The Pope's Astrophysicist

MARGARET WERTHEIM

For close to a quarter century George Coyne has been director and senior scientist at the Vatican Observatory, the Roman Catholic church's beachhead on the shore of astronomical research. A small and energetic man, Coyne is the son of a working class family who is still slightly dazzled to find himself at the epicenter of Catholic life.

Father George Coyne,
head of the Vatican Observatory Research Group.
(photo by Richard Ballard)

A Roman summer is at its peak and the Sistine Chapel is punishingly full. Tourists of all nations crowd together ogling Michaelangelo's ceiling. At the back of the Chapel a group of some thirty scientists and theologians are gathered, a small knot trying to cohere against the pressures of the jostling throng. Together we have come to meet with Pope John Paul II as the culmination of a week-long conference on science and religion convened by the Vatican Observatory. Our host and guide Father George Coyne glances at his watch — one does not keep the Holy Father waiting. As he shepherds us out of the crush through an inconspicuous door, Coyne hurries us towards a private antechamber beyond.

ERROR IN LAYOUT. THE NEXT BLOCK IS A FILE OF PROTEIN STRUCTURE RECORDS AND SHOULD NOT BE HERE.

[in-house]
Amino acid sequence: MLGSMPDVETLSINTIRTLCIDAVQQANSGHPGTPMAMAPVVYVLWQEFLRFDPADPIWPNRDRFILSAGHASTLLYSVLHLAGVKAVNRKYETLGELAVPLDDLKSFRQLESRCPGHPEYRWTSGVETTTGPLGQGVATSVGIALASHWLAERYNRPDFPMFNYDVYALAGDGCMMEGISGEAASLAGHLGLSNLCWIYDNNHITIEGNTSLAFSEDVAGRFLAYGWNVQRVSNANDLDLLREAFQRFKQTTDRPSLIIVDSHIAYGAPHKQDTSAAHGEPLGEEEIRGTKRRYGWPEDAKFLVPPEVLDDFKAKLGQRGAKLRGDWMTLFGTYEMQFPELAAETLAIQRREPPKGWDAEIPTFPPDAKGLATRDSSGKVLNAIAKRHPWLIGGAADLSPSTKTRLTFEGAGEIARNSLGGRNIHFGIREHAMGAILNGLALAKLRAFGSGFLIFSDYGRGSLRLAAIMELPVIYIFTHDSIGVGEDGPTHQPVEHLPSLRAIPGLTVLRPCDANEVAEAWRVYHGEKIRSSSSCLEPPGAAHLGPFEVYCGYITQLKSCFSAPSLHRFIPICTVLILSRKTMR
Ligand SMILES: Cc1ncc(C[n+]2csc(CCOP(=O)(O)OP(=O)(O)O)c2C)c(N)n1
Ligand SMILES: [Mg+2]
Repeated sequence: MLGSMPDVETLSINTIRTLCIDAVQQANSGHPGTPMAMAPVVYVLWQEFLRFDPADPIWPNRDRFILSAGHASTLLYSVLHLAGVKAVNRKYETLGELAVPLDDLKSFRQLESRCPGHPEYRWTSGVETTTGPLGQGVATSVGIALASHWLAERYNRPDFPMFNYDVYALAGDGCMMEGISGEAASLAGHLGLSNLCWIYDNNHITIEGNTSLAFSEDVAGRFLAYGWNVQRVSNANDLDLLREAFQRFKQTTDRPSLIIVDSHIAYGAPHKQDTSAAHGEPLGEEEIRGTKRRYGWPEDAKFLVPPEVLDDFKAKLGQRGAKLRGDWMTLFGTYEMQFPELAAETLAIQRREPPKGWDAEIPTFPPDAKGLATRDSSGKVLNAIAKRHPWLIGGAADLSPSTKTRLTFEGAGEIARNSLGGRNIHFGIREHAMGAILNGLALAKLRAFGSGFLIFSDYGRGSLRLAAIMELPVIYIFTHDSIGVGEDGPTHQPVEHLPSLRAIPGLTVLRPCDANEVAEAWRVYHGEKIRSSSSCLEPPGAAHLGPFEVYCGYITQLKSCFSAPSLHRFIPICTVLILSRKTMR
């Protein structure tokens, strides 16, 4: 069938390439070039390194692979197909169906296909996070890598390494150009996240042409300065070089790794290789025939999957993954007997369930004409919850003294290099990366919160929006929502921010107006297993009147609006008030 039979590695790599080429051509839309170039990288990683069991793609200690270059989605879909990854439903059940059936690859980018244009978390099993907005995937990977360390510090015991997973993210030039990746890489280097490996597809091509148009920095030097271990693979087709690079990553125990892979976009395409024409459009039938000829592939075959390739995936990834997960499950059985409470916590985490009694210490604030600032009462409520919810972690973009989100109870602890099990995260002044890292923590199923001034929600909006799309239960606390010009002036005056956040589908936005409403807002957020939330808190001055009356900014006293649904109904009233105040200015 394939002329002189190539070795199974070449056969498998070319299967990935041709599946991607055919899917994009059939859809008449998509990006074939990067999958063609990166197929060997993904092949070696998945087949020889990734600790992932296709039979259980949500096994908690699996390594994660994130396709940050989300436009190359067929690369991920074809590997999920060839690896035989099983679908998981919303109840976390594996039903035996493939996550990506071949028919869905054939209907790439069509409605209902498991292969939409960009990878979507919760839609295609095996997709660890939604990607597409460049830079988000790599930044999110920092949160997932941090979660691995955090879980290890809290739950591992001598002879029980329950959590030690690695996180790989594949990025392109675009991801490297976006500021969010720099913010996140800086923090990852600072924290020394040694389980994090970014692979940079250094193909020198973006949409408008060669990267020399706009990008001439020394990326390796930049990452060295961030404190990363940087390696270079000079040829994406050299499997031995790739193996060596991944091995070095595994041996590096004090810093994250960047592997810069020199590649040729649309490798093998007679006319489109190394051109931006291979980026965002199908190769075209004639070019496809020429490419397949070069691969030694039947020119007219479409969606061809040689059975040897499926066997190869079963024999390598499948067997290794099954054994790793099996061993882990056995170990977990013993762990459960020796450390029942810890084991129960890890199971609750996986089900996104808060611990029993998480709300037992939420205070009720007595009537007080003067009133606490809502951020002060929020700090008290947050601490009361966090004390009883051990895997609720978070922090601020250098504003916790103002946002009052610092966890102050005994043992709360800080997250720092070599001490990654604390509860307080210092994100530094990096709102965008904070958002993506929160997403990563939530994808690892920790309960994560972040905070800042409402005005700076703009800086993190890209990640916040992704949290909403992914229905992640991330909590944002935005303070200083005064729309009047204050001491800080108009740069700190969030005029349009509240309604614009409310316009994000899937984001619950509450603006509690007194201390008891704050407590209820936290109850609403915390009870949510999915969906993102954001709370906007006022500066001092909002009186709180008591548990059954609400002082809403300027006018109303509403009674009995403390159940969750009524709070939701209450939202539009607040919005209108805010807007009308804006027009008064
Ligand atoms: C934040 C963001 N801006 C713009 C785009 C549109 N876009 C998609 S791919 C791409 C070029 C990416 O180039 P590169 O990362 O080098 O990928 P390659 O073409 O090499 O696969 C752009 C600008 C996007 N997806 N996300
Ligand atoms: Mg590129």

For close to a quarter century George Coyne has been director and senior scientist at the Vatican Observatory, the Roman Catholic church's beachhead on the shore of astronomical research. A small and energetic man, Coyne is the son of a working class family who is still slightly dazzled to find himself at the epicenter of Catholic life. During his tenure he has overseen the revitalization of his institution, which today boasts eleven professional astronomers and cosmologists, all of them Jesuits. They specialize in fields like galaxy formation and, to quote from their latest annual report, "the dynamics of inflationary universes with positive spatial curvature."